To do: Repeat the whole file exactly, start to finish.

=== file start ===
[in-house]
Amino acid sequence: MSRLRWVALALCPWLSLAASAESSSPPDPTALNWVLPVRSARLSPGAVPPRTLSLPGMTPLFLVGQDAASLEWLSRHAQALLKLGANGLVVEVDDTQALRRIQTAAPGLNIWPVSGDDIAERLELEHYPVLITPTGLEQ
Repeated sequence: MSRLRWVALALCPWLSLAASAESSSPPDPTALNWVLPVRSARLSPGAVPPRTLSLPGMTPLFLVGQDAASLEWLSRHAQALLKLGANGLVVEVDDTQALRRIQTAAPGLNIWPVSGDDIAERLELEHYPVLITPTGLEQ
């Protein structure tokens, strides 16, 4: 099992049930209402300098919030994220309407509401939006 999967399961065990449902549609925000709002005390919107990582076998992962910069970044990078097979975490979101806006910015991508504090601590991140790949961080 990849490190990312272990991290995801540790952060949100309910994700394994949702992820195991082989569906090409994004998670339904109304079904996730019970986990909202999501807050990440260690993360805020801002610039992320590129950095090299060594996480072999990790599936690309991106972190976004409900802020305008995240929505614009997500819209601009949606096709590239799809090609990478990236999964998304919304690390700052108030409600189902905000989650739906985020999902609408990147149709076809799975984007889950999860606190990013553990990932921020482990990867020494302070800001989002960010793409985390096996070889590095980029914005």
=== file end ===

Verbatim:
[in-house]
Amino acid sequence: MSRLRWVALALCPWLSLAASAESSSPPDPTALNWVLPVRSARLSPGAVPPRTLSLPGMTPLFLVGQDAASLEWLSRHAQALLKLGANGLVVEVDDTQALRRIQTAAPGLNIWPVSGDDIAERLELEHYPVLITPTGLEQ
Repeated sequence: MSRLRWVALALCPWLSLAASAESSSPPDPTALNWVLPVRSARLSPGAVPPRTLSLPGMTPLFLVGQDAASLEWLSRHAQALLKLGANGLVVEVDDTQALRRIQTAAPGLNIWPVSGDDIAERLELEHYPVLITPTGLEQ
């Protein structure tokens, strides 16, 4: 099992049930209402300098919030994220309407509401939006 999967399961065990449902549609925000709002005390919107990582076998992962910069970044990078097979975490979101806006910015991508504090601590991140790949961080 990849490190990312272990991290995801540790952060949100309910994700394994949702992820195991082989569906090409994004998670339904109304079904996730019970986990909202999501807050990440260690993360805020801002610039992320590129950095090299060594996480072999990790599936690309991106972190976004409900802020305008995240929505614009997500819209601009949606096709590239799809090609990478990236999964998304919304690390700052108030409600189902905000989650739906985020999902609408990147149709076809799975984007889950999860606190990013553990990932921020482990990867020494302070800001989002960010793409985390096996070889590095980029914005």